Primary Duties:

Reasonable Accommodation Statement

To accomplish this job successfully, an individual must be able to perform, with or without reasonable accommodation, each essential function satisfactorily. Reasonable accommodation may be made to help enable qualified individuals with disabilities to perform the essential functions.

Key Responsibilities:

  • Using software to track, check, prioritize, and route orders
  • Managing all important documents such as advanced shipping notice, pick slips, bills of lading, etc.
  • Directing the flow of packages from preparation to shipment
  • Inspect labels, barcodes, and other features of completed orders
  • Supervise and lead subordinates (shipping clerks, receiving clerks, etc.)
  • Control budget of the shipping department
  • Collaborate with warehouse, purchasing, and other managers to optimize processes.
  • Resolve issues regarding shipped orders.
  • Ensure compliance to legal regulations and company policies.
  • Report to management on activities and issues.
  • Perform other duties as assigned.

Qualifications:

  • Education: High school diploma; BS/BA in supply chain, logistics or relative field is a definite plus
  • Experience: 5+ years of progressive experience in supply chain management, with at least 3 years in a leadership role within a manufacturing, distribution environment, or agriculture environment.
  • Leadership Abilities: Strong leadership and team management skills with a track record of building and motivating high-performing teams. Ability to motivate and inspire a diverse team. Ability to adapt to changing priorities and work effectively in a fast-paced environment.
  • Communication: Excellent verbal and written communication and interpersonal skills to collaborate effectively with various departments and other stakeholders.
  • Problem-Solving: Proactive approach to identifying and resolving challenges
  • Physical Stamina: Ability to lift up to 50 lbs, standing for extended periods, and working in varying temperatures.
  • Computer savvy with excellent knowledge of MS Office (especially Excel)
  • Solid knowledge of logistics procedures.
  • Good understanding of budgeting and reporting.
  • Experience in directing and evaluating subordinates.

To apply, simply email your resume to careers@noursefarms.com and include "Shipping and Receiving Manager—Whately, MA" in the subject line.

Posted in: Jobs

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<![CDATA[Cultivating Better Health with Gardening]]> https://noursefarms.com/news/postcultivating-better-health-with-gardening https://noursefarms.com/news/postcultivating-better-health-with-gardening Fri, 12 Jan 2024 00:00:00 GMT Gardening is good for you. You’re moving your body, breathing fresh air, growing (and eating!) fresh produce. In this week’s email, we’re digging into some of the benefits of gardening. If you’re still pondering a New Year’s resolution or goal, it’s not too late to make growing your own food it!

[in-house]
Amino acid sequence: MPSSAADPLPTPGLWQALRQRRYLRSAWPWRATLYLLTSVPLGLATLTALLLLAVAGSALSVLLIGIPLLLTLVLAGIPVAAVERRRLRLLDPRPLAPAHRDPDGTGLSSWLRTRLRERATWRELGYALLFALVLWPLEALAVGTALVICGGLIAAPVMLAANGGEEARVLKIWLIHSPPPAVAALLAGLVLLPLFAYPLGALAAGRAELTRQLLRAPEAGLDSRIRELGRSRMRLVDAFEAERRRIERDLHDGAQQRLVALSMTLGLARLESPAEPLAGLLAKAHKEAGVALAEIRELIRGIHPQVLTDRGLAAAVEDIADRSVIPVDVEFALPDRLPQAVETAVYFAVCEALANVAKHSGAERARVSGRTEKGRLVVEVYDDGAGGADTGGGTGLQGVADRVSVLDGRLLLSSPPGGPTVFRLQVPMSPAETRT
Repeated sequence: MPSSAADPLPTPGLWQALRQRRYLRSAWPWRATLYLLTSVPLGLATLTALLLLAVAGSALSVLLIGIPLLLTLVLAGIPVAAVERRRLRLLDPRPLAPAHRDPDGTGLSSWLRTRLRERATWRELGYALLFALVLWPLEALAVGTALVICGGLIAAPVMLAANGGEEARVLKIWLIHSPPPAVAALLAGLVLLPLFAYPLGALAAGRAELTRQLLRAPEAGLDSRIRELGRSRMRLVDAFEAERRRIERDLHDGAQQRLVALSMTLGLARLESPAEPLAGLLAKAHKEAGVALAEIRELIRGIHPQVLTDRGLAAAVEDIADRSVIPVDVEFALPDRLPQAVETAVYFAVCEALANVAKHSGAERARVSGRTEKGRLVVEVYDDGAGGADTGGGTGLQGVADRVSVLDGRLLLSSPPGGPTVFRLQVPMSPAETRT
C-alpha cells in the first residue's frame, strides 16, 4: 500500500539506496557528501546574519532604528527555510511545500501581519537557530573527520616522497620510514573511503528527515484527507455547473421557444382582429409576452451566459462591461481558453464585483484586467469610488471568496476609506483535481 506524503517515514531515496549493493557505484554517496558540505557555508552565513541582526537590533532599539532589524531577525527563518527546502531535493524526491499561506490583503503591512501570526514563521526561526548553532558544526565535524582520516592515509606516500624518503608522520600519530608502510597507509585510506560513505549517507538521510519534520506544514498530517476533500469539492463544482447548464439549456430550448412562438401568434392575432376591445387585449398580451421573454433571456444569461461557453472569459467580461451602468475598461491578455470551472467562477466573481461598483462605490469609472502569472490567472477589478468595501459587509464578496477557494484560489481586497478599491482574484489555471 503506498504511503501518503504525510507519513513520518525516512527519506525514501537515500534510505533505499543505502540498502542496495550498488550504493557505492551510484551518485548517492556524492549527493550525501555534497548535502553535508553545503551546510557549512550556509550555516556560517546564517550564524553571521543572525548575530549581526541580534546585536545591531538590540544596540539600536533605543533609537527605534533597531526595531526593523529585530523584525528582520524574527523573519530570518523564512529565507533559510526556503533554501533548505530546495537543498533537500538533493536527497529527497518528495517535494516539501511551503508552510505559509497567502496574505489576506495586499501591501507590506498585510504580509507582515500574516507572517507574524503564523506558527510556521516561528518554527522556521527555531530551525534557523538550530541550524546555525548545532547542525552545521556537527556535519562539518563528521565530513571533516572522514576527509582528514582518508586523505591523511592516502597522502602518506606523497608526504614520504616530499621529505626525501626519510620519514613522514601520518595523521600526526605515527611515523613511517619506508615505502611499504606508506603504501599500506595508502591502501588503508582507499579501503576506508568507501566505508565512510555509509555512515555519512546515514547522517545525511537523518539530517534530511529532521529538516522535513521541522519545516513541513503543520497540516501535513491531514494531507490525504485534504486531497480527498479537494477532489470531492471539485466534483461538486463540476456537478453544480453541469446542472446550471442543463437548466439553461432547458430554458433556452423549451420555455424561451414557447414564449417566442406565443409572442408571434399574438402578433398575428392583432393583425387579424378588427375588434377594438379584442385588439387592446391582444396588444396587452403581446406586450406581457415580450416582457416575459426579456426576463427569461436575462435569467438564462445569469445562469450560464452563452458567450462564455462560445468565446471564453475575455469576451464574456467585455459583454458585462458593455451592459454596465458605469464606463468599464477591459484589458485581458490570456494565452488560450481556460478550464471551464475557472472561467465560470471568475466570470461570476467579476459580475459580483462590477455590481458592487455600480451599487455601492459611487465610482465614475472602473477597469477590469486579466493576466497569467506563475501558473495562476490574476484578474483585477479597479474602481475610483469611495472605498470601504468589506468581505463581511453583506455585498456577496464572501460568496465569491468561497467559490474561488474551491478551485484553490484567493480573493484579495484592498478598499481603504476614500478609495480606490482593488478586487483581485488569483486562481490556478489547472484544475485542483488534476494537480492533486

INCREASED EXERCISE

Gardening activities may help you burn as many calories as a workout in the gym. While gardening, you perform movements that mimic whole-body exercise. Gardening can improve strength, flexibility, and balance. Research shows that people who participate in regular physical activity reduce their risk of coronary heart disease and stroke by 35%.

IMPROVED DIET

Different fruits and vegetables have various health benefits and nutritional value. Gardeners are more likely to eat a well-balanced, healthy diet that includes fruits and vegetables. The American Heart Association has published research detailing that that diets higher in plant foods may be linked to a lower risk of dying of a heart attack, stroke, or other cardiovascular disease, notably a 32% lower risk of cardiovascular disease.

TIME IN NATURE

When people are outside, they tend to breathe deeper. Breathing deeper helps to clear the lungs, improve immune response, improve digestion, and increase oxygen levels in the blood. Getting a daily dose of sunlight lowers blood pressure and increases vitamin D levels. (Just remember: While sunlight is vital for good health, remember to protect yourself from harmful UV rays!) Spending time outdoors is linked to reduced heart rate and muscle tension.

A 2011 study published by the Journal of Health Psychology found that gardening caused a decrease in the stress hormone cortisol in test subjects. A 2022 study by the University of Florida found that gardening activities lowered anxiety, stress, and depression in participants. The study’s author theorizes that we may be innately attracted to plants because we depend on them for food, shelter, and other means of survival. In 2014, researchers from the University of Exeter Medical School found that people living near green space reported less mental distress, even after adjusting for income, education, and employment.

TOOLS FOR SUCCESS

Whether you are just starting your gardening journey now or an experienced gardener, we have the tools to help you succeed! Shop our accessories. And, as always, we're here to help you grow. You can call us at 413-665-2658 or email us at info@noursefarms.com with any questions you might have. 

 

Posted in: News